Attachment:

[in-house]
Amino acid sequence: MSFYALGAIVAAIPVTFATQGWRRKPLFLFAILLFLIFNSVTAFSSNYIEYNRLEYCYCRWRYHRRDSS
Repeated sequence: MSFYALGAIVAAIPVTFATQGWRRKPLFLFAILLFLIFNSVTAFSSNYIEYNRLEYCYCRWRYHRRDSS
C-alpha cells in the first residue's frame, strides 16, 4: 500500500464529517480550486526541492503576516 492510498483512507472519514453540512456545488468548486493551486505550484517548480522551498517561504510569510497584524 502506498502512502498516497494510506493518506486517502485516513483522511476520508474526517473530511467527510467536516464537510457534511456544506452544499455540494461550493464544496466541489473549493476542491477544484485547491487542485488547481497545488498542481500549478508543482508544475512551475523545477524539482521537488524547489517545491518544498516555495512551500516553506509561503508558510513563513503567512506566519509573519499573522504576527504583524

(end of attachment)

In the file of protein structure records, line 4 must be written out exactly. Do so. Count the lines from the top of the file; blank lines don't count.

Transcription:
C-alpha cells in the first residue's frame, strides 16, 4: 500500500464529517480550486526541492503576516 492510498483512507472519514453540512456545488468548486493551486505550484517548480522551498517561504510569510497584524 502506498502512502498516497494510506493518506486517502485516513483522511476520508474526517473530511467527510467536516464537510457534511456544506452544499455540494461550493464544496466541489473549493476542491477544484485547491487542485488547481497545488498542481500549478508543482508544475512551475523545477524539482521537488524547489517545491518544498516555495512551500516553506509561503508558510513563513503567512506566519509573519499573522504576527504583524